"AAJA believes, however, that prevention is better than a cure, and that no amount of apology can fully diminish the hurt caused by such insensitivity, especially when it involves an entire race."

On the e-mail list of the National Association of Black Journalists, an organization that on Friday had called for Imus to be fired by Monday, this was one reaction to the day's developments:

"I'm rather irritated that this has shaped up into 'those uppity Black folks brought a man down,' and that few White people (Cal Ripken being a notable exception) said Imus was wrong, period. I still don't think the Bob Schieffers and Tim Russerts ought to be let off the hook for acting like Imus was okay so long as he didn't spout his nonsense in their presence when they were on his show.

"Along that line, I see the storyline now turning into 'Why won't those uppity Black folks crack down on the gangsta rappers?' rather than 'What responsibility do all broadcasters have to the public?'"

MESSAGE BOARDS: Feel free to post a comment on this subject and view those from others.

Sam Fulwood Yanked as Cleveland Columnist

Veteran journalist Sam Fulwood III has been dropped from his metro columnist's job at the Cleveland Plain Dealer by outgoing editor Douglas C. Clifton, Fulwood and Clifton confirmed on Thursday. Fulwood told Journal-isms he thought the move "mean-spirited."

 

 

Clifton said Fulwood's Thursday column, on embattled radio host Don Imus, was Fulwood's last, and that he was being reassigned to the arts and features staff to do general assignment stories on the pop culture beat.

Plain Dealer veteran Richard Peery, who took a buyout last fall after more than 30 years at the paper, told Journal-isms on Thursday that "the concern" was that Fulwood would be replaced by editorial writer Phillip Morris, whom Peery called "one of those . . . black writers who reinforces white supremacy rather than challenges it, and he does it constantly. I've told him that to his face," he said. Morris did not respond to a request for comment.

The Plain Dealer announced later in the day that Morris, who has served on the Plain Dealer's editorial board for the past 16 years, would succeed Fulwood and that his first column would appear April 24.

"'Phillip's once weekly op-ed column has been one of the paper's strongest, and the Metro column will allow him to do more of what he does best — get out into the community and offer intelligent perspective on it,' Clifton told the newsroom in an e-mail," the Plain Dealer story said.

Clifton told Journal-isms he expected that Morris' column would go "deeper into the community. Sam's column was occasionally that way, but it was more his personal reflections, which is perfectly fine, and frankly, I wanted something different."

Fulwood replied that "there's 180 days of my column on the Web site" if anyone wanted to see whether he had been in the community.

Fulwood, 50, came to the Cleveland paper in 2000 after 11 years in the Los Angeles Times' Washington Bureau.

"We're enormously lucky to have him," Clifton told readers on July 25, 2000. "He's an outstanding newspaper man with a passion for the business. Already he's shown concern and interest in Cleveland."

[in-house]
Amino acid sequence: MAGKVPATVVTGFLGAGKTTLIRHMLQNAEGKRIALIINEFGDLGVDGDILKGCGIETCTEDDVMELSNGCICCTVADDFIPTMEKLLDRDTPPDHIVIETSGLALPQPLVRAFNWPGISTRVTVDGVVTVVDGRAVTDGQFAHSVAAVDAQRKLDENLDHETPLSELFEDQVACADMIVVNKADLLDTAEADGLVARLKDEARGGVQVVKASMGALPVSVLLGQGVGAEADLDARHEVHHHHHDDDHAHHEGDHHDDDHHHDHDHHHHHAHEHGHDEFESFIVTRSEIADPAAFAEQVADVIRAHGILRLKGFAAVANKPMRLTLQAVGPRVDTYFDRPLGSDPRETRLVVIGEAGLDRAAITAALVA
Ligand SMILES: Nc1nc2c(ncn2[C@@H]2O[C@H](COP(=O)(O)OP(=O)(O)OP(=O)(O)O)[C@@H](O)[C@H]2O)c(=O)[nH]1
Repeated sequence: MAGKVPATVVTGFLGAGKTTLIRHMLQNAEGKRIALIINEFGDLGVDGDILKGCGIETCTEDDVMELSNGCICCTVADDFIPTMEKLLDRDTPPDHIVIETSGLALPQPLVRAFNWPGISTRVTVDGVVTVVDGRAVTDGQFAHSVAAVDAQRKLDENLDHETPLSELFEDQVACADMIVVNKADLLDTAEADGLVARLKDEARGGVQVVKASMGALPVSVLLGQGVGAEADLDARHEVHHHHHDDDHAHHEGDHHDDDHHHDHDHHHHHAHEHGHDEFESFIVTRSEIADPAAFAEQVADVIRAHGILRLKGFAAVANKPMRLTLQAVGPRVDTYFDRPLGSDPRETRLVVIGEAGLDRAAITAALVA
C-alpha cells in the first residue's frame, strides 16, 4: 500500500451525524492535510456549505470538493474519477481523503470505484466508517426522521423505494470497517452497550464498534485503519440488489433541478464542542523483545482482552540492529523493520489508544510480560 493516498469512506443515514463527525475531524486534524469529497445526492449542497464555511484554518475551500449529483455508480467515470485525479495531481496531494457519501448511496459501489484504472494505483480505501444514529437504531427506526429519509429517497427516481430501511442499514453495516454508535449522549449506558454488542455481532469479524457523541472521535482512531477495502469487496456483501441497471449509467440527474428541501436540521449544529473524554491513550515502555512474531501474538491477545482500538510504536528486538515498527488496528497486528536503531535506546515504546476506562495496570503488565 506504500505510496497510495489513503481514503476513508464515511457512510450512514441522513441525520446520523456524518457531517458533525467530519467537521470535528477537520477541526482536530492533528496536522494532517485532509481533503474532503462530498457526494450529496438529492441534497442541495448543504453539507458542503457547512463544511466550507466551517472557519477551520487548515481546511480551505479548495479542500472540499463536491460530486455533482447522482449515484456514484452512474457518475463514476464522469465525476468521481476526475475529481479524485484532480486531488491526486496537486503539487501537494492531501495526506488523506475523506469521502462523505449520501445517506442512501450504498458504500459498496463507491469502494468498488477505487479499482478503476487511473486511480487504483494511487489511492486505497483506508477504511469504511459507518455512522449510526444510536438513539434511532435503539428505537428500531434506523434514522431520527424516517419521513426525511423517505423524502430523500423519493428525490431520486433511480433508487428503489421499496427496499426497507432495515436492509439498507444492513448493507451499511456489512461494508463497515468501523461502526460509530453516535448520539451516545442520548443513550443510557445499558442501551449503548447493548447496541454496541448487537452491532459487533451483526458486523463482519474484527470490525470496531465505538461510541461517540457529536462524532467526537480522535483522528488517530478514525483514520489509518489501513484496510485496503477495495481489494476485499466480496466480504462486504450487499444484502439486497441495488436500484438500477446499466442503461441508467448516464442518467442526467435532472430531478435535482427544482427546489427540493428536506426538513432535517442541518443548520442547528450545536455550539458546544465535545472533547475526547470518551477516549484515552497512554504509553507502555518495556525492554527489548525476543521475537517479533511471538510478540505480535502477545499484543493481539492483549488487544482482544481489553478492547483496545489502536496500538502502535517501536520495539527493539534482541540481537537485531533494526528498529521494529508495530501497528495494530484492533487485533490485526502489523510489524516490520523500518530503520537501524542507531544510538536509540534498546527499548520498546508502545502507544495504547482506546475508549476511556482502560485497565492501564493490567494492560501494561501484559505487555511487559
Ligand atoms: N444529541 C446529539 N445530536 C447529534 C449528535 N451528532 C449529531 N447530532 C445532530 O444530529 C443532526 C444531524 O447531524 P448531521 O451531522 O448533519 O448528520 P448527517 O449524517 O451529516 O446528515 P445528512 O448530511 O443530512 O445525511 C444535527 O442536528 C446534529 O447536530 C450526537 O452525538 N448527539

Fulwood's column appeared three times a week, and in 2004, his pieces were packaged into a book, "Full of It: Strong Words and Fresh Thinking for Cleveland"

Fulwood told Journal-isms, "I think this is awful. I don't understand why he felt it was necessary to make a change as he's going out the door. I think that's mean-spirited." Clifton is retiring effective May 15, after which he said he would "take some breathing time." Publisher Terrance C.Z. Egger has not named a successor.

 

 

Fulwood did not write a farewell column. As to whether he would accept the new assignment, he said, "I have no choice. I have to work."

Peery noted that Fulwood was hired by Mark Russell, the former Plain Dealer assistant managing editor/metro who left in 2004 to become managing editor of the Orlando Sentinel, leaving the Plain Dealer with no ranking newsroom managers of color.

"Fulwood did bring a perspective that is badly needed in the pages of the Plain Dealer, of seeing issues from the perspective of the mainstream black community, as opposed to what the other columnists are doing. He was an important added voice," Peery said.

Fulwood wrote a memoir in 1996, "Waking From the Dream: My Life in the Black Middle Class," in which he argued that being in the first generation of Southern blacks to have access to white institutions hadn't lived up to the hype.

On the Sports Task Force e-mail list of the National Association of Black Journalists, Justice B. Hill, a senior writer with MLB.com who is a Cleveland native, wrote:

"Not sure how many of you are familiar with The Plain Dealer. At best, it's a dull newspaper that shows none of the progressive, innovative thinking that marks the elite newspapers in America. Its Sports section has the two dullest and laziest columnists in America. Neither one of them speaks to a city that's more than 50- percent black. They don't under[stand] the issues, the personalities or literary themes that touch the souls of black folk.

"But Sam Fulwood, whom I do not know well, understood those themes. Sam Fulwood articulated those urban themes with a graceful style that is the hallmark of a seasoned professional. And Sam Fulwood's reward: a demotion.

"In a strikingly different way from the Imus controversy, Sam's plight should concern us, too, as we survey the landscape today and see media that increasingly are [absent] black voices."

Richard Prince's Journal-isms originates from Washington and is published Monday, Wednesday and Friday. It began in print before most of us knew what the Internet was, and it would like to be referred to as a "column." For newcomers: The words in blue (on most computers) are links leading to more information. The Web site BugMeNot.com provides passwords and user names to some registration-only news sites, but use may be illegal in some states. Any views expressed in the column are those of the person or organization quoted and not those of any other entity.